Srihari Nataraj and the cost of creating India’s best swimmer

Srihari Nataraj’s family has been funding his national record-breaking participation around the world, even as the swimmer attempts to qualify for next year’s Tokyo Olympics.


Srihari Nataraj during a practice session at Ramakrishna Hegde Swimming pool in Bengaluru on December 28, 2018.   -  Sudhakara Jain

Three months ago, swimmer Srihari Nataraj’s father Nataraj Venkataraman was not very keen on sending his son for the senior World Championships in South Korea.

“When his dad heard that we had to spend so much for the World Championships, he said, ‘You need not go. If you have to go to the worlds spending money, what value do your achievements have?’” revealed Kalyani, Srihari’s mother, in a chat with Sportstar in Bhopal on Friday.

It was the young swimmer’s uncle, former international Sivaranjani’s father, who made Srihari’s dad change his mind to fund his son’s trip.

“We have spent nearly ₹8 lakh for Srihari’s two World Championships within the last one month or so, the senior worlds in Gwangju in July and the junior in Budapest, which ended a few days ago. We spend ₹70,000-80,000 every month for his swimming and have spent nearly ₹30 lakh for his sport over the last few years,” said Kalyani, a former Tamil Nadu junior volleyball player who hails from Pudukottai.

READ| Need to better my turns, kicks off the wall: Srihari

“He got government support of ₹50,000, and all his other expenses were covered under the TOP (Target Olympic Podium) Scheme for eight months till the Asian Games last year, but this year we have been getting only ₹10,000 for about eight months under the Khelo India scheme. His dad has just retired and it is not going to be easy to spend such big amounts for long,” she added.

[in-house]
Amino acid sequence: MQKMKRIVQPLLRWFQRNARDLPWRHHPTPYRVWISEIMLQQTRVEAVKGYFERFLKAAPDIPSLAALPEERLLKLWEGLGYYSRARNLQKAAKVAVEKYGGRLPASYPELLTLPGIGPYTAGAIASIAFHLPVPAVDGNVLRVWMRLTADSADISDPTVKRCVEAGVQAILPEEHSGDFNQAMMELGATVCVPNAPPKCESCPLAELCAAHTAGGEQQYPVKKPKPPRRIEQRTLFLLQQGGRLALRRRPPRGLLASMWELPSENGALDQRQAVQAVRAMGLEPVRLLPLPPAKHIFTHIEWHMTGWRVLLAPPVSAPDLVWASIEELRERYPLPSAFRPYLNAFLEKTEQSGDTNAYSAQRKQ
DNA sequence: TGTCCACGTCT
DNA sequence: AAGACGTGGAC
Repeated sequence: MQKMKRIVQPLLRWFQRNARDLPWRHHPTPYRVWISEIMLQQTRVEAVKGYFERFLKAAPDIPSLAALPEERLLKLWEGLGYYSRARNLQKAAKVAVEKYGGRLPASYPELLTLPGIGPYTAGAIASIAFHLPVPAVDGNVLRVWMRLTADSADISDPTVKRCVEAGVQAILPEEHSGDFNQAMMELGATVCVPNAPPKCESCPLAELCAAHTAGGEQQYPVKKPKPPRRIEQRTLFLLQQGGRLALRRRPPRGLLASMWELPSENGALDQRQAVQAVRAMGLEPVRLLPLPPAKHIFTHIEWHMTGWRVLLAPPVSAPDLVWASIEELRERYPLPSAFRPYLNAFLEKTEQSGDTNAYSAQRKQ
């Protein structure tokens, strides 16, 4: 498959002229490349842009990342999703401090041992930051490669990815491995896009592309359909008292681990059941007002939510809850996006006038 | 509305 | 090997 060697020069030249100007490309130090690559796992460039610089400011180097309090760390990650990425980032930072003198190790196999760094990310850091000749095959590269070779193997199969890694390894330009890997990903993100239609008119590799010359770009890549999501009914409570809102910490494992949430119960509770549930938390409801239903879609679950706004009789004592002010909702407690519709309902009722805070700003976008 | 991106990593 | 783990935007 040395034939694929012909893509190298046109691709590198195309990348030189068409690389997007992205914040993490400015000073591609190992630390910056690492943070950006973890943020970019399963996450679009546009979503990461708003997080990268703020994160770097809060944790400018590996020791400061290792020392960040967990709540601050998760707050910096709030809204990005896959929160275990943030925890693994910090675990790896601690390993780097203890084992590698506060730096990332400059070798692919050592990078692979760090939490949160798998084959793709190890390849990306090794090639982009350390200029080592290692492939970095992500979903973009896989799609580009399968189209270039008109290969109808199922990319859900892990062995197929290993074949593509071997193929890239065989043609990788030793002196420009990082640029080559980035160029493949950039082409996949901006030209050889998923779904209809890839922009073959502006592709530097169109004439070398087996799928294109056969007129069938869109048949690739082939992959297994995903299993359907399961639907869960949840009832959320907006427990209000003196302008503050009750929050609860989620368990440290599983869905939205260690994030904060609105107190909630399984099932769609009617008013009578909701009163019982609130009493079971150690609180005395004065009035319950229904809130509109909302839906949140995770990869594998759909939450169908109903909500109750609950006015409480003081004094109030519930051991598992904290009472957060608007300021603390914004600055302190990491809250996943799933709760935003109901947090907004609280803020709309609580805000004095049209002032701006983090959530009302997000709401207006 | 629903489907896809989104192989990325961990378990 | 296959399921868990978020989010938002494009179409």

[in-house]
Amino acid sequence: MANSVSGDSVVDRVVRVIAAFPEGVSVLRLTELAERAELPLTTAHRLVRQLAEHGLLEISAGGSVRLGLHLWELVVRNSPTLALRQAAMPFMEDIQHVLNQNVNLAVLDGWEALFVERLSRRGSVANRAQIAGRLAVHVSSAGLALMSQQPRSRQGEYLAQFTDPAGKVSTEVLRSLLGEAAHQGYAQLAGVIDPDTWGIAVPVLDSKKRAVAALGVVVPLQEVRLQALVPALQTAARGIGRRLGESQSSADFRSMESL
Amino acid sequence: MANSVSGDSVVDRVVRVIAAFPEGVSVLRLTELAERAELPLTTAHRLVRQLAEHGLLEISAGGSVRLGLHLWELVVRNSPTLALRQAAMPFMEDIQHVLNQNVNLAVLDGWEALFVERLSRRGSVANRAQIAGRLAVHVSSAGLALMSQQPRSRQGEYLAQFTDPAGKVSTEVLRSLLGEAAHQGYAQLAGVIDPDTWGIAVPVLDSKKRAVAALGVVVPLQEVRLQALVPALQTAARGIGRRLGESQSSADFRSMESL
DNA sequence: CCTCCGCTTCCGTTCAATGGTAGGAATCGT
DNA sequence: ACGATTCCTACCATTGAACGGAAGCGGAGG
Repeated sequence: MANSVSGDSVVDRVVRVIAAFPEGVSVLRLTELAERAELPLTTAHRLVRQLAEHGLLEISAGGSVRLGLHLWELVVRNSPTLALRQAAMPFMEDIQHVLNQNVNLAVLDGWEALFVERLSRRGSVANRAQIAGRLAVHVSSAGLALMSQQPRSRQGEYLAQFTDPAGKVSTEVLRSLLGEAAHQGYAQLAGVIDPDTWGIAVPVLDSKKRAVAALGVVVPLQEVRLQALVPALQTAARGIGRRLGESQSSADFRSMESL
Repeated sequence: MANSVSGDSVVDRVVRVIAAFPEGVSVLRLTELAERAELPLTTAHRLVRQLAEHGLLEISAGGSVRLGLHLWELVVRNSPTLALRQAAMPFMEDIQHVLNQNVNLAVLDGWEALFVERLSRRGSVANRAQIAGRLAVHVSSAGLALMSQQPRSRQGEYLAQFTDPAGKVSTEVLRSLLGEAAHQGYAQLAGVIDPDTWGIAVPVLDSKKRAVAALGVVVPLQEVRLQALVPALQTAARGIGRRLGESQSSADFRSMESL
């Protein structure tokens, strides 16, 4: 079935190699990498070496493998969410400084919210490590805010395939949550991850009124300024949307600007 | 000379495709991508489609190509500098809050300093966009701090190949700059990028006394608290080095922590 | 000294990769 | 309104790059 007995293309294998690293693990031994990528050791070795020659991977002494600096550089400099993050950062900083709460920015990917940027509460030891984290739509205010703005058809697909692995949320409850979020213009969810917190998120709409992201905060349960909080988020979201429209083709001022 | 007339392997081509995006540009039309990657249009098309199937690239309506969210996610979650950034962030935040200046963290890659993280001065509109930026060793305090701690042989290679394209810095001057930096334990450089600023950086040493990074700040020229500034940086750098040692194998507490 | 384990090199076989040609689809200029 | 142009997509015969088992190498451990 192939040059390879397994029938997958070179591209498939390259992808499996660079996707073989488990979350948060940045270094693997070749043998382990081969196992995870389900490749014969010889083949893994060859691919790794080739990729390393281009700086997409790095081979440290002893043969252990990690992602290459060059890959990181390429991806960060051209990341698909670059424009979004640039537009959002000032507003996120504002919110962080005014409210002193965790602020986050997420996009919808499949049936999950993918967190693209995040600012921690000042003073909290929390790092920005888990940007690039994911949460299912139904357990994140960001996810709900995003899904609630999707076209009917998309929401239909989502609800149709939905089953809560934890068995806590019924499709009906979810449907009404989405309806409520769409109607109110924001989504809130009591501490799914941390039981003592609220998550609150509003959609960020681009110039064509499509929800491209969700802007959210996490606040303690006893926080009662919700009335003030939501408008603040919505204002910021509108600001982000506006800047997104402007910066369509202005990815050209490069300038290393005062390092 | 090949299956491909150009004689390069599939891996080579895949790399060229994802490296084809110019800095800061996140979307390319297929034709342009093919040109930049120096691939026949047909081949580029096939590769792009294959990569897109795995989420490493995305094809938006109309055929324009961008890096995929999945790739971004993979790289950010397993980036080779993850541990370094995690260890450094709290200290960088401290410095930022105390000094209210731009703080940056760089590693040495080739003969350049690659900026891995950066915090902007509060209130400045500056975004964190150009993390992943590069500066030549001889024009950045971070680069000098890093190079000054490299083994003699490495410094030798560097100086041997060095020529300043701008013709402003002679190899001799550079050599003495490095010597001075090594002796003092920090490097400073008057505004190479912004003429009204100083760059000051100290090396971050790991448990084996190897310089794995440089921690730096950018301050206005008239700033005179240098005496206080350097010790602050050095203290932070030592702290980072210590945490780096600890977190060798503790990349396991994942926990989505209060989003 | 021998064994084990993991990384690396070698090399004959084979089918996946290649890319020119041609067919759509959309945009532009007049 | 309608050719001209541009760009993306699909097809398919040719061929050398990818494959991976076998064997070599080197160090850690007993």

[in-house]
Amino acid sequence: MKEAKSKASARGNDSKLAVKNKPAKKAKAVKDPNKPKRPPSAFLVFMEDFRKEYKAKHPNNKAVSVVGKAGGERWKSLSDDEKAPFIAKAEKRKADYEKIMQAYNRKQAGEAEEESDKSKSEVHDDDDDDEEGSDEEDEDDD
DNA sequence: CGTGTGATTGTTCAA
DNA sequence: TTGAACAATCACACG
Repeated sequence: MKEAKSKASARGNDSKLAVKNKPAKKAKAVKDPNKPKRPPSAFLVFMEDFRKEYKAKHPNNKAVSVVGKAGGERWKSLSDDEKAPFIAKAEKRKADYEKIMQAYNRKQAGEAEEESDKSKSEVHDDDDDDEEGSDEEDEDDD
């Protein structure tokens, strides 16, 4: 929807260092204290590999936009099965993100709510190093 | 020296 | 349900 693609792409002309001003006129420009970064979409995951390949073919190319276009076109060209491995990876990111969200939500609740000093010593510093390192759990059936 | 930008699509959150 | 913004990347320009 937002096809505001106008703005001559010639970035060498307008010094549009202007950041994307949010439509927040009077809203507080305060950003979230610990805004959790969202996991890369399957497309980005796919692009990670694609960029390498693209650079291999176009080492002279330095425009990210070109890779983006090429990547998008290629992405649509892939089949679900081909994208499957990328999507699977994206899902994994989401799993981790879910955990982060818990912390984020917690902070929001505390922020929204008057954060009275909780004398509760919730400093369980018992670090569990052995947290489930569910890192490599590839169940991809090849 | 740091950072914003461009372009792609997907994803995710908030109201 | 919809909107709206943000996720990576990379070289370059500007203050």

Well, that is the cost of creating the country’s best swimmer!

And the boy could turn out to be India’s best. Just last week, the Bengaluru-based 18-year-old broke the senior national record in all the three backstroke events at the junior worlds, finishing sixth in the 50m in 25.50s and seventh in the 100m with the national record of 54.69s coming in the semifinal. A month earlier, he had broken two national records at the senior worlds.

He had a three-national record run at last year’s Jakarta Asian Games, finishing sixth and seventh in two, and also had two national marks at the Commonwealth Games a few months before that.

READ| Srihari Nataraj: Born for the pool

Lucky pool

Srihari, now in Bhopal for the national senior aquatic championships that begin on Saturday, has made it a habit of breaking national records in almost every major meet.

His goal now is to make the ‘A’ standard qualification for next year’s Tokyo Olympics in the 100m and 200m backstroke, and he is very close to it in the shorter event (qualification is 53.85s).

“I’m focusing a lot on the 100m here because I’m just 0.8s off the Olympic ‘A’ cut. I won my first senior national here and this a kind of lucky pool for me, so I’m going to try my best in every event,” said Srihari, who will be participating in nearly 10 events in Bhopal, including the relays.

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